// Since this is scaled we can be sure that scaledD.doubleValue() works
// for the start value of the iteration without overflow or underflow
System.out.println("ScaledD="+scaledD);
double dbl = scaledD.doubleValue();
double sqrtDbl = Math.sqrt(dbl);
BigDecimal a = new BigDecimal(sqrtDbl, mc);
BigDecimal HALF=BigDecimal.ONE.divide(BigDecimal.ONE.add(BigDecimal.ONE));
BigDecimal h = new BigDecimal("0", mc);
// when to stop iterating? You start with ~15 digits of precision, and NewtonRalphson is quadratic
// in approximation speed, so in roundabout doubles the number of valid digits with each step.
// This fmay be safer than testing a BigDecifmal against zero.
int prec = mc.getPrecision();
int start = 15;
do {
h = scaledD.divide(a, mc);
a = a.add(h).multiply(HALF);
start *= 2;
} while (start <= prec);
// 3. Return rescaled answer. sqrt(d)= sqrt(scaledD)*sqrtApproxD :
return (a.multiply(sqrtApproxD));
}
As a test, try to repeatedly square a number a couple of times than taking the repeated square root, and see how close you are from where you started.
Here is very accurate and fast solution, it's based on my BigIntSqRoot solution and the next observation: The square root of A^2B  Is A multiply the root of B. Using this method I can easily calculate the first 1000 digits of square root of 2.
1.4142135623730950488016887242096980785696718753769480731766797379907324784621070388503875343276415727350138462309122970249248360558507372126441214970999358314132226659275055927557999505011527820605714701095599716059702745345968620147285174186408891986095523292304843087143214508397626036279952514079896872533965463318088296406206152583523950547457502877599617298355752203375318570113543746034084988471603868999706990048150305440277903164542478230684929369186215805784631115966687130130156185689872372352885092648612494977154218334204285686060146824720771435854874155657069677653720226485447015858801620758474922657226002085584466521458398893944370926591800311388246468157082630100594858704003186480342194897278290641045072636881313739855256117322040245091227700226941127573627280495738108967504018369868368450725799364729060762996941380475654823728997180326802474420629269124859052181004459842150591120249441341728531478105803603371077309182869314710171111683916581726889419758716582152128229518488472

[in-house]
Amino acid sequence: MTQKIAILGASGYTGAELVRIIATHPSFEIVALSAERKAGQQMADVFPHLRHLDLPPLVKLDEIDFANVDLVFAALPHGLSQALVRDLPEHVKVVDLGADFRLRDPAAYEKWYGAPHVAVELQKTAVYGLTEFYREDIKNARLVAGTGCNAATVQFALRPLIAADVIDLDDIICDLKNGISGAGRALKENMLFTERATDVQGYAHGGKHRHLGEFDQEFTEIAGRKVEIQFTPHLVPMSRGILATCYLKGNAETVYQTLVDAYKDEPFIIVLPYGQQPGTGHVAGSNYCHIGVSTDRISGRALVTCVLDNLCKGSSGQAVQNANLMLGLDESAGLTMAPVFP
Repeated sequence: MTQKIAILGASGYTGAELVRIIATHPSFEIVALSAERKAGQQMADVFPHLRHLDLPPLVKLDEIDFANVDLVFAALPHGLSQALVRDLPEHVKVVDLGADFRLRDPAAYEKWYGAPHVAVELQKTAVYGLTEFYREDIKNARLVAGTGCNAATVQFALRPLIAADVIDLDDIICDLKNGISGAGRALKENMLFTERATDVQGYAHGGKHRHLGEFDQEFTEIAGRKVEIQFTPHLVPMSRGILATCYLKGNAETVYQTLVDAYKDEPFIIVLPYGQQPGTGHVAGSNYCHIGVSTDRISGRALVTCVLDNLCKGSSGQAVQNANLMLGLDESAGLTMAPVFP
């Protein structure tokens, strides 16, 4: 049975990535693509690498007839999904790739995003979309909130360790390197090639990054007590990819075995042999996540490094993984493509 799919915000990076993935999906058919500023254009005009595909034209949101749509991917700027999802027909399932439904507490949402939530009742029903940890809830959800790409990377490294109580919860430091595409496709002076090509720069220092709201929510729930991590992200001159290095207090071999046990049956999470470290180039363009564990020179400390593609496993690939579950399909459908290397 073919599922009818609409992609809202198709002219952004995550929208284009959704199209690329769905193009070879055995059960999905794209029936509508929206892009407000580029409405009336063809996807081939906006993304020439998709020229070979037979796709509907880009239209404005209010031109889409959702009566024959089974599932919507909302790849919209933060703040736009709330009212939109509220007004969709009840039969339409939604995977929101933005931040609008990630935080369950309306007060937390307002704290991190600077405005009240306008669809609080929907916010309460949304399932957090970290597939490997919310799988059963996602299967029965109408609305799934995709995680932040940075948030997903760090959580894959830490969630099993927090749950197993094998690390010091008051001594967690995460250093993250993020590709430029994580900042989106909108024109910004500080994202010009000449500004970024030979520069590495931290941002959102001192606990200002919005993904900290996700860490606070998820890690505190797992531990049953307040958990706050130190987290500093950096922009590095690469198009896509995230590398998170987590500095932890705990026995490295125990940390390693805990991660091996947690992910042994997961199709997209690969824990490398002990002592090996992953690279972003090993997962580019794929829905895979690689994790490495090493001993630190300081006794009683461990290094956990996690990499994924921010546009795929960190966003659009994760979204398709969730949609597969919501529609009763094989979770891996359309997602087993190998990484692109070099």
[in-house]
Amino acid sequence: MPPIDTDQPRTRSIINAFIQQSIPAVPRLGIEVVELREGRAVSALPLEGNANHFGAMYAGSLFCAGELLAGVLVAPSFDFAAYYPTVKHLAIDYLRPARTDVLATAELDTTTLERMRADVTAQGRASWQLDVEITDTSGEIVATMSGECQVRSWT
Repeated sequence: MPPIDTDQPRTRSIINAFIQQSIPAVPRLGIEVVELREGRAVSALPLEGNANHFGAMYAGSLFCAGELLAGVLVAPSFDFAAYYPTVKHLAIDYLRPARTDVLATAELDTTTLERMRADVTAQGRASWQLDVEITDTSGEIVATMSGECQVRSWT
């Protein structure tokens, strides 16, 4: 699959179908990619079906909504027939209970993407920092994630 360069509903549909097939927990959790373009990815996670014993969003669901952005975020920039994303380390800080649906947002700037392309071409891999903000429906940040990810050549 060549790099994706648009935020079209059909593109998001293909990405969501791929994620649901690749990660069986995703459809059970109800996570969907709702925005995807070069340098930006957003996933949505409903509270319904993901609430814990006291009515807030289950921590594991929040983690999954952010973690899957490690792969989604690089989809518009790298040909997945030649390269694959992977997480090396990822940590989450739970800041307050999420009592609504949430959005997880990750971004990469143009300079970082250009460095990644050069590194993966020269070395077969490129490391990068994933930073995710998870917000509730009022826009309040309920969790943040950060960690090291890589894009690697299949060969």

So here is the source code
public class BigIntSqRoot {
private static final int PRECISION = 10000;
private static BigInteger multiplier = BigInteger.valueOf(10).pow(PRECISION * 2);
private static BigDecimal root = BigDecimal.valueOf(10).pow(PRECISION);
private static BigInteger two = BigInteger.valueOf(2L);
public static BigDecimal bigDecimalSqRootFloor(BigInteger x)
throws IllegalArgumentException {
BigInteger result = bigIntSqRootFloor(x.multiply(multiplier));
//noinspection BigDecimalMethodWithoutRoundingCalled
return new BigDecimal(result).divide(root);
}
public static BigInteger bigIntSqRootFloor(BigInteger x)
throws IllegalArgumentException {
if (checkTrivial(x)) {
return x;
}
if (x.bitLength() < 64) { // Can be cast to long
double sqrt = Math.sqrt(x.longValue());
return BigInteger.valueOf(Math.round(sqrt));
}
// starting with y = x / 2 avoids magnitude issues with x squared
BigInteger y = x.divide(two);
BigInteger value = x.divide(y);
while (y.compareTo(value) > 0) {
y = value.add(y).divide(two);
value = x.divide(y);
}
return y;
}
public static BigInteger bigIntSqRootCeil(BigInteger x)
throws IllegalArgumentException {
BigInteger y = bigIntSqRootFloor(x);
if (x.compareTo(y.multiply(y)) == 0) {
return y;
}
return y.add(BigInteger.ONE);
}
private static boolean checkTrivial(BigInteger x) {
if (x == null) {
throw new NullPointerException("x can't be null");
}
if (x.compareTo(BigInteger.ZERO) < 0) {
throw new IllegalArgumentException("Negative argument.");
}
return x.equals(BigInteger.ZERO)  x.equals(BigInteger.ONE);
}
}

Math.sqrt(x.longValue())
beware thatMath.sqrt()
(as of Java 9) takes a double argument: good for about 52 bits. Commented Feb 20, 2018 at 16:36
I came up with an algorithm that doesn't just take the square root, but does every root below an integer of every BigDecimal. With the big advantage that it doesn't do a search algorithm, so it's quite fast with a 0,1ms  1ms runtime.
But what you get in speed and versatility, it lacks in accuracy, it averages 5 correct digits with a deviancy of 3 on the fifth digit. (Tested with a million random numbers and roots), although the test ran with very high roots, so you can expect a bit more accuracy if you keep the roots below 10.
The result only holds 64 bits of precision, with the rest of the number being zeroes, so if you need very high levels of precision, don't use this function.
It's made to handle very large numbers, and very large roots, not very small numbers.
public static BigDecimal nrt(BigDecimal bd,int root) {
//if number is smaller then double_max_value it's faster to use the usual math
//library
if(bd.compareTo(BigDecimal.valueOf(Double.MAX_VALUE)) < 0)
return new BigDecimal( Math.pow(bd.doubleValue(), 1D / (double)root ));